Ironically, BC may be fortunate to be the No. 3 seed instead of No. 2. Although Vermont has had a far better season than Lowell, the River Hawks are playing better right now and split with BC just two weekends ago.
How will the Eagles’ four freshmen blueliners fare in their first league tournament? The Eagles have allowed over 30 shots in 16 of their 34 games this season, and they have yielded 40 shots or more three times. Conversely, Vermont allowed exactly 30 shots in two games and more than that in just two others.
This would appear to give the Catamounts some hope of a road upset. However, like Lowell, they would benefit from having relatively short-term memories of their first-round foes. Cronin believes that BC will prove to be resilient this weekend. When I noted BC’s recent struggles, he was quick to respond, “But fortunately for them, they’re playing very well against Vermont. [BC is] another team that’s used to winning. They’ve been in Hockey East since its inception, and I think there’s a lot of believability with BC even though they’re struggling. I think those kids will rebound.
“I do like Vermont’s team. Their goalie — Fallon — could steal a game. I think the visiting team, all they’ve got to try to do is squeeze out a win in one of those first two games. Because anything can happen in a third game. That’s what makes it exciting: I’d love to see all of the series go to three games.”
No. 5 Providence at No. 4 New Hampshire
Providence record in last ten games: 3-5-2
Providence record on the road this season: 7-9-0
Providence power-play percentage: .184
Providence opponents’ power-play percentage: .161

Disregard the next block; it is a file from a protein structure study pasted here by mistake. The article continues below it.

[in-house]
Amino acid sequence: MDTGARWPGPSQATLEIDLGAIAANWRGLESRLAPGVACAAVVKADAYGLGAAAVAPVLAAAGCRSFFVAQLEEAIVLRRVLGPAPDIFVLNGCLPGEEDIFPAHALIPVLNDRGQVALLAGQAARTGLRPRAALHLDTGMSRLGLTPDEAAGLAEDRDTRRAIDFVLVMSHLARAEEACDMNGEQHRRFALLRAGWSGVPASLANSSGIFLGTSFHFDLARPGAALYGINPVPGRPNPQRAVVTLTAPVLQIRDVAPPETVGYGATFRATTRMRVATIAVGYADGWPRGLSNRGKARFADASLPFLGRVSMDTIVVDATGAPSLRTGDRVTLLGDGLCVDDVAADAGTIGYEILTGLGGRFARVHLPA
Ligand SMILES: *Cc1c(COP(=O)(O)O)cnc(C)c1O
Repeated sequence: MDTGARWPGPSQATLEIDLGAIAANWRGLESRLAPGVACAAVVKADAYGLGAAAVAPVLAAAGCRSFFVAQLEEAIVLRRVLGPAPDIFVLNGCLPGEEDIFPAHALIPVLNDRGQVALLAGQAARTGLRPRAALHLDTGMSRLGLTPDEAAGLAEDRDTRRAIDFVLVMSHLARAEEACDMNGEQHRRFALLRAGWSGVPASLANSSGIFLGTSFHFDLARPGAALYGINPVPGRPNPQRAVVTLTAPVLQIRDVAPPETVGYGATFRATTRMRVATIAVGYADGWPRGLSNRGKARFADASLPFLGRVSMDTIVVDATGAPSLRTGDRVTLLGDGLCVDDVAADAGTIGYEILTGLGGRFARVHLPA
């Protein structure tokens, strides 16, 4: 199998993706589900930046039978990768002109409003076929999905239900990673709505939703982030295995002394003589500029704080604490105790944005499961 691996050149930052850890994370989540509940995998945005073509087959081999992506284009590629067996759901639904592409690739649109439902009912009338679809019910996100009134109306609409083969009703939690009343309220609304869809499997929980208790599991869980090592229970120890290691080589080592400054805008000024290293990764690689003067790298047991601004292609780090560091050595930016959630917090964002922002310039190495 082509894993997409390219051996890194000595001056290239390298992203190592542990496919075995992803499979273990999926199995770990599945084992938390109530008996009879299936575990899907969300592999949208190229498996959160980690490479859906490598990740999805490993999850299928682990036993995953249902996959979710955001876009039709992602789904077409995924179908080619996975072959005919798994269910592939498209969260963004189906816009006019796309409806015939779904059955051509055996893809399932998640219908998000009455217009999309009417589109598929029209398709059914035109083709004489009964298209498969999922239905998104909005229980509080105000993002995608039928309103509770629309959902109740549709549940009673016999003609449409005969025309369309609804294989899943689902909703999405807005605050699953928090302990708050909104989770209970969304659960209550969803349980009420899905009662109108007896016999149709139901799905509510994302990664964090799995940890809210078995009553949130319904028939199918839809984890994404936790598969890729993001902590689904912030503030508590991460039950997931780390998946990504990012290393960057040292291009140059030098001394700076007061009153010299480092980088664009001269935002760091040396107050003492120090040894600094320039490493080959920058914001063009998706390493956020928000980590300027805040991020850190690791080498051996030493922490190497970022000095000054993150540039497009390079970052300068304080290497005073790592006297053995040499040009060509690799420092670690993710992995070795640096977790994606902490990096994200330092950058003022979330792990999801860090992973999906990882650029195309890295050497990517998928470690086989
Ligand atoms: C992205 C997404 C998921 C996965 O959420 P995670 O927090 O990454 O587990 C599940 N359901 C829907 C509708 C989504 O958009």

UNH record in last ten games: 5-2-3
UNH record at home this season: 8-6-3
UNH power-play percentage: .191
UNH opponents’ power-play percentage: .131
Season Series: Tied 1-1-1 (UNH won the only game at the Whit)
If you’re a Providence fan and looking for a little hope in this one, here’s a curious fact: The Wildcats surprisingly had a better road record (9-5-4) this season than they put up at home (8-6-3). Otherwise, though, there’s nothing on paper that would lead one to bet the mortgage on a Friar win. As I reported in my Feb. 16 column, UNH had what was hands-down the toughest schedule in the league over the last three weeks, while Providence appeared to have the most advantageous slate. The two teams were tied in the standings as well.
So what happened? UNH ended BU’s lengthy win streak and earned a respectable split with the Terriers. For an encore, they impressively took three out of four points in home-and-home series with Providence and BC. Meanwhile, Providence ended up with a pair of disappointing splits against the ninth and tenth-place teams in the league on top of getting just the one point versus the Wildcats. Like Vermont, their troubles seemed to begin with a loss at BC. Starting with that 8-3 blowout, Providence has gone 5-8-2 over their last 15 games. Before that loss, they were the talk of the league with a 12-6-1 mark.
UNH is playing with confidence again, and when you combine that with their potentially explosive attack and pit it against the faltering Friars, this is another tough matchup for the visitors. “I think anybody who’s played at UNH recognizes that there is a significant difference in the way the game of hockey is played on that sheet,” Cronin said. “I doubt that [rink] is 200 by 100 [feet]. I bet it’s 205 by 105 — huge sheet. And they practice on that every day; they’re so used to making their decisions on that sheet. It’s a tough place to play in, especially when you’ve got to play up there for three in a row — particularly when you play in the tight rink that Providence plays in.”
All the same, Cronin predicts a spirited series — in part because of Providence’s up-tempo style. “They’re a good skating team, and I think [coach] Timmy [Army] does a great job of getting the defensemen involved in the play. And UNH does the same thing, so it should be an exciting game. Of all the series, that might be the most fun to watch. Both teams like to run and gun it. When you run and gun on a big sheet, turnovers are magnified.”
Final Thoughts On The Playoffs